project plan

7 Project Plan Elements Every Church Project Manager Should Know


Creating a project plan initially sounds like a simple endeavor. Document a list of tasks required to complete the project, assign someone to each task, and poof…you have a project plan! While that’s a great start, there’s much more to include if you want a project plan that provides critical information to manage the project effectively.

Here are the essential project plan elements every project manager should know:

Element #1: Task Name

A project plan should include clear, concise names for each task on the plan. Ideally, use the language the person who will complete the task used when they discussed the plan with you. This makes it easier for them to remember what that task involves weeks later, when it’s time to complete that task.

Element #2: Assigned To

This is where you name the individual responsible for completing this task. Note: This isn’t a 2-3 person role. If multiple people are required to work on a task, then you probably need to break the task up into several tasks. Otherwise, assign the task to the one individual you’ll go to for status updates on that task.

Element #3: Start Date

This is when work on the task can begin. Many tasks are dependent on the output or completion of another task, so not every task can start on the same date. For example: a task to “Finalize Stage Design” must finish before the task of “Submit Purchase Request for Stage Design Elements” can start.

Element #4: Finish Date

The Finish Date is based on the Start Date plus the number of days a task should take to complete. If your project management software calculates the Finish Date for you, make sure you block out non-working days (holidays, etc.) in the central project calendar. That will enable the software to skip over those dates to calculate a valid Finish Date.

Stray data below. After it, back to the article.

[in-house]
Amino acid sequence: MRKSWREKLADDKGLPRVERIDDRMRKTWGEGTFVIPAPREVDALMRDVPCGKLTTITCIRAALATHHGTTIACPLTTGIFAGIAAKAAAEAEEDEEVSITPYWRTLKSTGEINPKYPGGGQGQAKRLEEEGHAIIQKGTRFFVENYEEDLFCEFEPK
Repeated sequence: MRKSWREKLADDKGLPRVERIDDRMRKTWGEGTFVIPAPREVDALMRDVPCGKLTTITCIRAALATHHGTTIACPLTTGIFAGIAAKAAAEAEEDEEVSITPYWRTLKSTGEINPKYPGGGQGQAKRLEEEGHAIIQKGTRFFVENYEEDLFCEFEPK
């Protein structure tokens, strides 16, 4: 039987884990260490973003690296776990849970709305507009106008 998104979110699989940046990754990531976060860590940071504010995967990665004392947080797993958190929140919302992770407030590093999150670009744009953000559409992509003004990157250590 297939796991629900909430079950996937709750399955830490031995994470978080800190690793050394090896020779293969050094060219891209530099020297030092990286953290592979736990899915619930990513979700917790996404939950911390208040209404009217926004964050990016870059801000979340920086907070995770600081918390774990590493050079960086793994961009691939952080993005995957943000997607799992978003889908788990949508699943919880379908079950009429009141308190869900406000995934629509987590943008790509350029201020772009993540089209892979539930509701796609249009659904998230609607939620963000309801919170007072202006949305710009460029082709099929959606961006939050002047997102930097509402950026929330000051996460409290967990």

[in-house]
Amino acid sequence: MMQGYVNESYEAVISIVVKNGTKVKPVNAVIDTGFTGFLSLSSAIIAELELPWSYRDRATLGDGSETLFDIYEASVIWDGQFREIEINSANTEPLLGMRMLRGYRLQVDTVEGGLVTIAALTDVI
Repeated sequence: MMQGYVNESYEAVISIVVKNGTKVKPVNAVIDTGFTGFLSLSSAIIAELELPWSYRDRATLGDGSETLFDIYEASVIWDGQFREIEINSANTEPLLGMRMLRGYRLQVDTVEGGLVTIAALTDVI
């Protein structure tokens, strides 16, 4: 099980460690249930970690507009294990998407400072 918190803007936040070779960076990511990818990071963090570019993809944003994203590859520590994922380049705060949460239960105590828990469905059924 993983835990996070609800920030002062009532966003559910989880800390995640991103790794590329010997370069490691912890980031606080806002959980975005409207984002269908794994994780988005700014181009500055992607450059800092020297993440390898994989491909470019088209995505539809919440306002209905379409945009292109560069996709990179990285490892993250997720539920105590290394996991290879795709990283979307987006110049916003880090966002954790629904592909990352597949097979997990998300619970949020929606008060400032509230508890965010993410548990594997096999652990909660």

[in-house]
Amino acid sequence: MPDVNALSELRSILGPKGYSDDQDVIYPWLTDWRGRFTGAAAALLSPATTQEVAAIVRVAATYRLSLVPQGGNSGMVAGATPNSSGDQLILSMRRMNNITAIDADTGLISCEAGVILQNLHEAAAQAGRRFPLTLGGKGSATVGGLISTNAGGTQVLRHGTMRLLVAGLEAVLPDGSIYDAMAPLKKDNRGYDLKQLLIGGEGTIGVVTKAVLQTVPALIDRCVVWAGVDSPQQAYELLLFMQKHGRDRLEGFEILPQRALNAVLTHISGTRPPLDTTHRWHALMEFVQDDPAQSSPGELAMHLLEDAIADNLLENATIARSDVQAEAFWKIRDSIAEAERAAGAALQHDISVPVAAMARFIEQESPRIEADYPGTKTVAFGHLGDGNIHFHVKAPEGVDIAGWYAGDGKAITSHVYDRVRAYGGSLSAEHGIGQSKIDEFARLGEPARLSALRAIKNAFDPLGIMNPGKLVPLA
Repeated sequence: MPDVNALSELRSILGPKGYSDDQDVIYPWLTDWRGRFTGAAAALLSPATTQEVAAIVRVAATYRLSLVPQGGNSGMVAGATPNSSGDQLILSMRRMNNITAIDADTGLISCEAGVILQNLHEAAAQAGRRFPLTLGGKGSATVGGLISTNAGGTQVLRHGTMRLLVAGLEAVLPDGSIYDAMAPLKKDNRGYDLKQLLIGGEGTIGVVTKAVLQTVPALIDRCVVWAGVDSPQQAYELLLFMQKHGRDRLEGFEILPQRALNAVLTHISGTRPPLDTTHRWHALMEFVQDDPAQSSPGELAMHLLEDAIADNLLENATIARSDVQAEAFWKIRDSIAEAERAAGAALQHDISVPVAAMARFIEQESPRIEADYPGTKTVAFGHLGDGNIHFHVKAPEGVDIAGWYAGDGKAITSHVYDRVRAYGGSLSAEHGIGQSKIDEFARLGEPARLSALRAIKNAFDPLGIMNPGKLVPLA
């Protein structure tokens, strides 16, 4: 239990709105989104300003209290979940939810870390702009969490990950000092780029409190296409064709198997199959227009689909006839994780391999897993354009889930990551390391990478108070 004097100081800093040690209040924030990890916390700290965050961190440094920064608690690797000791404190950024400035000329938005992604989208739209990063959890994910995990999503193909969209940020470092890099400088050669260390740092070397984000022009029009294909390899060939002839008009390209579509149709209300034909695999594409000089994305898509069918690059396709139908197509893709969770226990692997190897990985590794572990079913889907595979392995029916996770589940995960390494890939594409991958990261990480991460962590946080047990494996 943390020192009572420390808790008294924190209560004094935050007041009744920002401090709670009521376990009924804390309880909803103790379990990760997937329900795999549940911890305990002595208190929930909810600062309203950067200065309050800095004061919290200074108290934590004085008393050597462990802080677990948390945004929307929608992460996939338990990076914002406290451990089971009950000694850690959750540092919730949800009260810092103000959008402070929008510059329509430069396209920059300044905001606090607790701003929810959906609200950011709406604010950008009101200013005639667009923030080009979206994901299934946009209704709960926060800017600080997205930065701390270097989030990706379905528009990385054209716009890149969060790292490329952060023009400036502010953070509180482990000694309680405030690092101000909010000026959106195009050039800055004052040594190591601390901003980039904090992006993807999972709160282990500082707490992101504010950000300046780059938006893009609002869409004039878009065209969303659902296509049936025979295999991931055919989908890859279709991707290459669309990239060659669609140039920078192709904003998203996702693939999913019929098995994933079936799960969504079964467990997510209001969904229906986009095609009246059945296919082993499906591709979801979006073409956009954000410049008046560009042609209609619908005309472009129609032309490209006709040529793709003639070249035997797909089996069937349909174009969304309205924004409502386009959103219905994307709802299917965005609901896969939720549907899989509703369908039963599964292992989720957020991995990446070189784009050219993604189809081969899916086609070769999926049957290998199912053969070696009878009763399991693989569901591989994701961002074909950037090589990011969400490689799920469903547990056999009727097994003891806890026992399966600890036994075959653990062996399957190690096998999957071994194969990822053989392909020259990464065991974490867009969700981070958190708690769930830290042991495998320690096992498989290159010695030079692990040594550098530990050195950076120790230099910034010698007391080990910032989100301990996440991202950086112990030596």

Element #5: Dependencies

As mentioned above, some tasks can’t start until another task finishes. This is referred to as a task dependency. When a project manager reviews a plan to see if there are ways to overlap tasks to shorten the overall timeline, one variable to consider are task dependencies. Not all online project management tools provide a place to note task dependencies, so you might have to add a note to help you quickly see which tasks have a clear dependency.

Element #6: Key Milestones

In any project, there are tasks that stand out as key moments or milestones to reach. Examples include receiving approval of the theme and graphics for an event, booking all guest speakers, getting all required permits from the city, etc. You can usually identify key milestones by scanning the plan for dependencies. However, a sure-fire way to find them is to look for several tasks that can’t start until one specific task is completed –  that task is likely a key milestone.

Element #7: Critical Path

Critical path is the timeline or pathway of key milestones that impact the finish date of the entire project. When a project manager checks to see if the delay of a certain task will impact the plan, he’ll need to see if that task is on the critical path. If it is, then any delays of that task could be a significant issue. Savvy project managers track key milestones and critical path tasks (which tend to overlap) very closely.  

Creating a project plan requires attention to detail and clear communication between the project manager and team members. It will likely take more time to develop a plan than you think. This effort involves thinking through all elements of the project, identifying the critical path, and taking the work schedules of each team member into consideration. That investment will pay off when you avoid issues late in the project because of your due diligence in planning.

Interested in jump-starting your church’s project management efforts? Purchase the Church Project Management Starter Pack collection of templates and save your team from the hassle of starting from scratch.

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